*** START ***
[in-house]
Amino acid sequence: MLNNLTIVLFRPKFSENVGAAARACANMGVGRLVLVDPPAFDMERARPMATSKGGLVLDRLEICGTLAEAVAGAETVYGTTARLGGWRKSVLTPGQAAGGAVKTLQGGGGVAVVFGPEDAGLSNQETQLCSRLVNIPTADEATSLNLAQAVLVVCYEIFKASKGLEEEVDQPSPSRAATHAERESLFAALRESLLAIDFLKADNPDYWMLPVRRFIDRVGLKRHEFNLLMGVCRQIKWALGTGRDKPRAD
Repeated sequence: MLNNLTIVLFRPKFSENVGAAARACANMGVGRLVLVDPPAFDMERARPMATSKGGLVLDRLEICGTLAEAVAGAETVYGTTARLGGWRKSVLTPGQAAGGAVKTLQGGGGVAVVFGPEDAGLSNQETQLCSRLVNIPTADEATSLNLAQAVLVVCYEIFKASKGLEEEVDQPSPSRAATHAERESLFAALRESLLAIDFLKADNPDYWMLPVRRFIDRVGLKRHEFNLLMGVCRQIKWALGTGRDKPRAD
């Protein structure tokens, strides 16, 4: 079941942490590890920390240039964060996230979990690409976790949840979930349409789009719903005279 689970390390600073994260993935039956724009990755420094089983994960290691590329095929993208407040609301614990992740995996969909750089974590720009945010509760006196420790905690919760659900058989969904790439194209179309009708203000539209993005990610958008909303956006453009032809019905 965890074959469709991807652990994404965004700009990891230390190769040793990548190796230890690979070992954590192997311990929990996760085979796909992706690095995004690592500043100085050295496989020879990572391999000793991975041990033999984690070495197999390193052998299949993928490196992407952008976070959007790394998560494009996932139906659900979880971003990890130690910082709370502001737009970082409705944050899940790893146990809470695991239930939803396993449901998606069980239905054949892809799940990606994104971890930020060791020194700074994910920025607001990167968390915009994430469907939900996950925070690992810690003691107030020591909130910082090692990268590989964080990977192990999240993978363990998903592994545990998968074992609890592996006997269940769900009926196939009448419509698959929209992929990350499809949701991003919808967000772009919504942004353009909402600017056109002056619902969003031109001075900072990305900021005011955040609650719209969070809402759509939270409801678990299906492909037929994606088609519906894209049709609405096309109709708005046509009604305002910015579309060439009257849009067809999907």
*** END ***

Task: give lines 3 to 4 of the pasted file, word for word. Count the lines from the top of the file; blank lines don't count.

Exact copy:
Repeated sequence: MLNNLTIVLFRPKFSENVGAAARACANMGVGRLVLVDPPAFDMERARPMATSKGGLVLDRLEICGTLAEAVAGAETVYGTTARLGGWRKSVLTPGQAAGGAVKTLQGGGGVAVVFGPEDAGLSNQETQLCSRLVNIPTADEATSLNLAQAVLVVCYEIFKASKGLEEEVDQPSPSRAATHAERESLFAALRESLLAIDFLKADNPDYWMLPVRRFIDRVGLKRHEFNLLMGVCRQIKWALGTGRDKPRAD
């Protein structure tokens, strides 16, 4: 079941942490590890920390240039964060996230979990690409976790949840979930349409789009719903005279 689970390390600073994260993935039956724009990755420094089983994960290691590329095929993208407040609301614990992740995996969909750089974590720009945010509760006196420790905690919760659900058989969904790439194209179309009708203000539209993005990610958008909303956006453009032809019905 965890074959469709991807652990994404965004700009990891230390190769040793990548190796230890690979070992954590192997311990929990996760085979796909992706690095995004690592500043100085050295496989020879990572391999000793991975041990033999984690070495197999390193052998299949993928490196992407952008976070959007790394998560494009996932139906659900979880971003990890130690910082709370502001737009970082409705944050899940790893146990809470695991239930939803396993449901998606069980239905054949892809799940990606994104971890930020060791020194700074994910920025607001990167968390915009994430469907939900996950925070690992810690003691107030020591909130910082090692990268590989964080990977192990999240993978363990998903592994545990998968074992609890592996006997269940769900009926196939009448419509698959929209992929990350499809949701991003919808967000772009919504942004353009909402600017056109002056619902969003031109001075900072990305900021005011955040609650719209969070809402759509939270409801678990299906492909037929994606088609519906894209049709609405096309109709708005046509009604305002910015579309060439009257849009067809999907």